I'm reading Christless Christianity by Michael Horton. This is a very good book. Horton is professor of systematic theology and apologetics at Westminster Seminary in California. The premise of his book is that much of American Christianity has given up the gospel of the imputed righteousness and substitutionary atonement of Jesus Christ for a false gospel of "moralistic, therapeutic deism." The reason for this is because we are more concerned with having our best life now and making for ourselves the glory of Heaven without the cross it takes to get there. Mankind is legalistic by nature, and moralistic, therapeutic deism is how Horton describes the legalism that has crept into the Christian gospel message. Moralistic, therapeutic deism is described through the following points:
1. God created the world.
2. God wants people to be good, nice, and fair to each other, as taught in the Bible and most world religions.
3. The central goal of life is to be happy and to feel good about oneself.
4. God does not need to be particularly involved in one's life except when needed to resolve a problem.
5. Good people go to heaven when they die.
Horton believes the above points describe much of Christianity in America today. Much of what passes for Christian teaching and sermons are really nothing more than ten steps to a better you. Horton writes: "Of course no one has to explicitly deny any article of the Christian creed in order to shift the focus from the public truth content of Christianity to the subject, pragmatic, and therapeutic categories of 'how-to' religion. Christ may still be called Savior, but we really save ourselves by knowing and following the steps of the new birth and 'victorious living.'"
According to this view, it's not so much that God saves anyone as that God provides the tools for his people to work their own salvation by following the steps - moralistic.
Horton continues: "When we adopt a human-centered approach that assimilates God to our own experience and happiness, the world is no longer God's creation; is too, like God, exists for our own personal well-being. Everything that exists is there for us to consume for our happiness. So, for example, drugs and sexual promiscuity are not wrong because they offend God, according to most of these sermons, but because they cannot compare with the joy and happiness of living God's way. They're not wrong as much as unfulfilling; they wear off. . . . In these sermons, another recurring emphasis is that human beings are victims and being lost no longer means damned but lacking direction in life."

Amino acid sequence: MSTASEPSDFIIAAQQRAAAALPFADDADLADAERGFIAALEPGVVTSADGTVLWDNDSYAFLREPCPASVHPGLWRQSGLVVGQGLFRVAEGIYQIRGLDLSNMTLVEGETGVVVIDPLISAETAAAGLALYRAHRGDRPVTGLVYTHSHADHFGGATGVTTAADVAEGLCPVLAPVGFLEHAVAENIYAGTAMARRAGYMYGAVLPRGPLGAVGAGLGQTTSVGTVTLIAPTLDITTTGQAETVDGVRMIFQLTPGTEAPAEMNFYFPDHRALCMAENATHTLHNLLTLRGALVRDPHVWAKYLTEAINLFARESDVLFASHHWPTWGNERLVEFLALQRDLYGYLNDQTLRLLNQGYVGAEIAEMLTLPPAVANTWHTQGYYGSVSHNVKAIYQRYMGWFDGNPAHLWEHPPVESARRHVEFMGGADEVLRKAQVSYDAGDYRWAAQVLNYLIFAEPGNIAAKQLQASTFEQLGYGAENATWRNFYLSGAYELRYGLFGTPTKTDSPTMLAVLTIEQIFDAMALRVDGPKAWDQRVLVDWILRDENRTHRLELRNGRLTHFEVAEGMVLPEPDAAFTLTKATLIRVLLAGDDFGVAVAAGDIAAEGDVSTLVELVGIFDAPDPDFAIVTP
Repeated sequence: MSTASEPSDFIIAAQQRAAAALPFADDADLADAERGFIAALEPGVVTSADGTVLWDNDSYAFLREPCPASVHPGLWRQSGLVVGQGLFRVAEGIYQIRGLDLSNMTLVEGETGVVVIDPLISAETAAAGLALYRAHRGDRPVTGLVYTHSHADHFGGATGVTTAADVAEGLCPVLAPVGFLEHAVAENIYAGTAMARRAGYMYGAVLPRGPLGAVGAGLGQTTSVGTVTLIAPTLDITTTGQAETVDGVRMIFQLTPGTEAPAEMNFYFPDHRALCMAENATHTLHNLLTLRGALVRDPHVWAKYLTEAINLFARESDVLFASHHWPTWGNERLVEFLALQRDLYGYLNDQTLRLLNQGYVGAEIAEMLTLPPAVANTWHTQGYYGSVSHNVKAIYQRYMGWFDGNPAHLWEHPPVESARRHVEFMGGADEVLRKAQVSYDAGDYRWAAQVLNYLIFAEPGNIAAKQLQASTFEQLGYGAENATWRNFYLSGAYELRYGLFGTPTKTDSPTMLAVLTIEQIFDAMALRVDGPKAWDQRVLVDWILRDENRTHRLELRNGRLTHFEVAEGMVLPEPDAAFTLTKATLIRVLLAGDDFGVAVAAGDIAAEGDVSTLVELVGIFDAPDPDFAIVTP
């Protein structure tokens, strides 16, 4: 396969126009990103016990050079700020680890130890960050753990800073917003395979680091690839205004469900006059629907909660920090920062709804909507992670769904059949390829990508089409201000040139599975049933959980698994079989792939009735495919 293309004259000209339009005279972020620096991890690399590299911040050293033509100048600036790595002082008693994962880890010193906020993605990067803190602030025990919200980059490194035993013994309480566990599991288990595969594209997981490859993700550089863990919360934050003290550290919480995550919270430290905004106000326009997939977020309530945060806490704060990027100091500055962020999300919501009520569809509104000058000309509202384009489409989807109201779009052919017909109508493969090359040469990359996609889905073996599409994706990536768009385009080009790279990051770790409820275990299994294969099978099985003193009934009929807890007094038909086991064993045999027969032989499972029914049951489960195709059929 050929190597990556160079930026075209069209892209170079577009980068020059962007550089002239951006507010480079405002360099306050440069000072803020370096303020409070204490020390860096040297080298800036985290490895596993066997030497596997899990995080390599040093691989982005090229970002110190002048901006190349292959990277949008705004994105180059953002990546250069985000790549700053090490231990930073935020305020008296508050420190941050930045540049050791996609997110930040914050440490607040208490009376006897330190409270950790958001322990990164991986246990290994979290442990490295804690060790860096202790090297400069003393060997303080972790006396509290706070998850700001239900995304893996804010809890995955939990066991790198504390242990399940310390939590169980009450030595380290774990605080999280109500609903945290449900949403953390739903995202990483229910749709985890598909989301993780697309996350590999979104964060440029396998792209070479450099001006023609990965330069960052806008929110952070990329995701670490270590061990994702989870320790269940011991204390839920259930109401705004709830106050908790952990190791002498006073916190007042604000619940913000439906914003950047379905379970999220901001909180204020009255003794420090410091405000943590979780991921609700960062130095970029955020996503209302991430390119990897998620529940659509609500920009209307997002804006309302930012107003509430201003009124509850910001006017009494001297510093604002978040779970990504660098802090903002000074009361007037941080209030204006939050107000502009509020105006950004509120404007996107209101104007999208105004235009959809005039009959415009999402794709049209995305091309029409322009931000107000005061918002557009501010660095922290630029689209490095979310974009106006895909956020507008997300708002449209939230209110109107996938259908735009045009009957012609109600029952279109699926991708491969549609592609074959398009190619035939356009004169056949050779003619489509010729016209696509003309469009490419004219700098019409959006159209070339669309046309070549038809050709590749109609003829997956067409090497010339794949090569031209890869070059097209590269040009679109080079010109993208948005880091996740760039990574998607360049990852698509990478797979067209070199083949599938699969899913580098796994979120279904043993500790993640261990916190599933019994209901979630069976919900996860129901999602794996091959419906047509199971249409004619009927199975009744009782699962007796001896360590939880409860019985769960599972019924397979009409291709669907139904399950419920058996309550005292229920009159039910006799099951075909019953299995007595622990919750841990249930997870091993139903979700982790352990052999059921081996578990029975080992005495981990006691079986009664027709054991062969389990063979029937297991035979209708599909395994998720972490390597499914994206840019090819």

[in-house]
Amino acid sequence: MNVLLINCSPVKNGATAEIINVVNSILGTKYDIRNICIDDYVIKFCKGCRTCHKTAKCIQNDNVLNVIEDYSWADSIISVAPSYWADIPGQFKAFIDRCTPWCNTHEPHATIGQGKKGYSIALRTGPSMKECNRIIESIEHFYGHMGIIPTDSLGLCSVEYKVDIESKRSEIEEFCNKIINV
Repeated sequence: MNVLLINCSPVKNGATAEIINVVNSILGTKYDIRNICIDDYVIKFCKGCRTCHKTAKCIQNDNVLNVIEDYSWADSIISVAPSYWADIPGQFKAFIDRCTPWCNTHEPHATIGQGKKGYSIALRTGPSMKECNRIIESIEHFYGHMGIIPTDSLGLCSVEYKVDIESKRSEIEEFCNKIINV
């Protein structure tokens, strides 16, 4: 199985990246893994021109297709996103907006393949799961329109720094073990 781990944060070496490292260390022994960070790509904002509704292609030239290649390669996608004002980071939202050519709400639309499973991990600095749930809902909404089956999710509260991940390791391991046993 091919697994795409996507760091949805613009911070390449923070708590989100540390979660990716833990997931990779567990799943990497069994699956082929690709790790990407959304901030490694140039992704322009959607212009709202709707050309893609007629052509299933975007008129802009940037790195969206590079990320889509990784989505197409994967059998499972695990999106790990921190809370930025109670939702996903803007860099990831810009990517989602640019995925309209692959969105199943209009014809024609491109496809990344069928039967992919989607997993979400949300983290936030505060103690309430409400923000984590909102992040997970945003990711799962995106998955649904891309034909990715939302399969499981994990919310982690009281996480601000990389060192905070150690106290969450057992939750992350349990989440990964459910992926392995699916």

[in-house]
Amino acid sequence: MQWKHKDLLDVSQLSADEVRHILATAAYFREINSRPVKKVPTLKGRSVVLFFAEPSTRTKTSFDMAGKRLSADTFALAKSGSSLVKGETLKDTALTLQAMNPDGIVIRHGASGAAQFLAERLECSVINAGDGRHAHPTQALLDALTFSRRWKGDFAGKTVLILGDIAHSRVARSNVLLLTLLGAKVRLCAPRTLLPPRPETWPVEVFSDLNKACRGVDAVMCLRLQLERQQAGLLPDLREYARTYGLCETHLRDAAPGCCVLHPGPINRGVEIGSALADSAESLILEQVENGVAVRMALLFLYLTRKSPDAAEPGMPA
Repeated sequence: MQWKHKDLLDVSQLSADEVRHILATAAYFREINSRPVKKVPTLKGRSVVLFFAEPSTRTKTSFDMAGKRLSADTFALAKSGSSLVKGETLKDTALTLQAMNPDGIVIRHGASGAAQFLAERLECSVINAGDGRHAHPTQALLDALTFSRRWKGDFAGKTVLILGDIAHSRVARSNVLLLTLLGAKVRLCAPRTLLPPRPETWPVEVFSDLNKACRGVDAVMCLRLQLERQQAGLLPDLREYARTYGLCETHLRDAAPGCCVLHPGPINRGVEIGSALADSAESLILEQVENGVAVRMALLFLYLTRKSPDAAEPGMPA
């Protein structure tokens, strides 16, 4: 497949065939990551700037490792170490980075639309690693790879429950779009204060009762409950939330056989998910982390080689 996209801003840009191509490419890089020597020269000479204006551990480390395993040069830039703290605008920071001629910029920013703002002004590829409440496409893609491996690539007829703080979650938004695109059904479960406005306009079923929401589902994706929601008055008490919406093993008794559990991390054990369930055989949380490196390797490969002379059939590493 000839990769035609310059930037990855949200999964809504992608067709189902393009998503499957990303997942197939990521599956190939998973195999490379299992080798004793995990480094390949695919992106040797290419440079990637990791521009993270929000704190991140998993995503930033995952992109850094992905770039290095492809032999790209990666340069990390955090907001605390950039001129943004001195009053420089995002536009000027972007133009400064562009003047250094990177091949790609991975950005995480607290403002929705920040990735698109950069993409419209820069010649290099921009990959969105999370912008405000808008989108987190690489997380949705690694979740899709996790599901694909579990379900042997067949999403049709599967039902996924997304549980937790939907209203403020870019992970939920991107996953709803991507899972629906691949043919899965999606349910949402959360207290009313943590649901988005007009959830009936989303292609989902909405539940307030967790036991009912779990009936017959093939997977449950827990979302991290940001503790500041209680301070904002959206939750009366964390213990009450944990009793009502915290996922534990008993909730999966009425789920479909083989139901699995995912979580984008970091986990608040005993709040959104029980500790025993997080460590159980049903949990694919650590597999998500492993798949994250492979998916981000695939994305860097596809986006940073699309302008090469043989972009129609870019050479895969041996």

According to this view, man's problem isn't that God's wrath is on him because of sin, but that man doesn't know how to make life work out rightly. And the good news isn't that Jesus has come to remove the wrath and pave the way to Heaven, but that God has given us all the help we need to make life work out rightly - therapeutic. And oh, by the way, Heaven is thrown in after all.
More Horton: "God is basically the ideal Secretary of Homeland Security - Homeland defined as my own personal happiness, or national health, whether defined by the political left or right. Of course, when the affairs of the universe center on me and my happiness, this generic deism becomes therapeutic, especially focusing on 'God as daddy' and 'God as sufferer.'"
According to this view, God is deconstructed and rebuilt in man's image. Instead of a God who lays down a demanding law that will kill all transgressors, God is seen as sky santa who is always available to lend a helping hand when called on, but doesn't show up unless beckoned - deism.
The rest of the book fleshes out moralistic, therapeutic deism using real life examples from real life preachers and churches. I agree with Horton's assessment of things, and I'll tie it in with gospel-centered marriage now.
Christless Christianity puts words to my concerns with much marriage counseling. Horton has written far better than I ever could the reason why certain "marriage helps" are so subtly dangerous. Why is it that so many marriage helps don't help? The most recent one I wrote about was Love Dare. That study is still selling like hotcakes. But to what end? Is Love Dare popular because it shows its readers how to use marriage to make much of God? Or is it popular because it shows its readers how to use God to make much of marriage? After reading the book and watching the movie twice (which I thought was okay), I fear it's the second option. In fact, in my review, I listed as one of my concerns how believing the gospel was relegated in the book to one more step among 39 others. Then I see in Horton's book that this is exactly the kind of step-by-step therapeutic counsel that he is warning against.
Most marriage helps don't help because they fall into the moralistic, therapeutic deism category. God wants you to have "your best marriage now" and he has given you all the steps you need to make it happen. Why go through life stuck in an unfulfilled marriage? God is here to help you with that. Just turn to him and he'll give you the kind of marriage you've always dreamed of. Or not.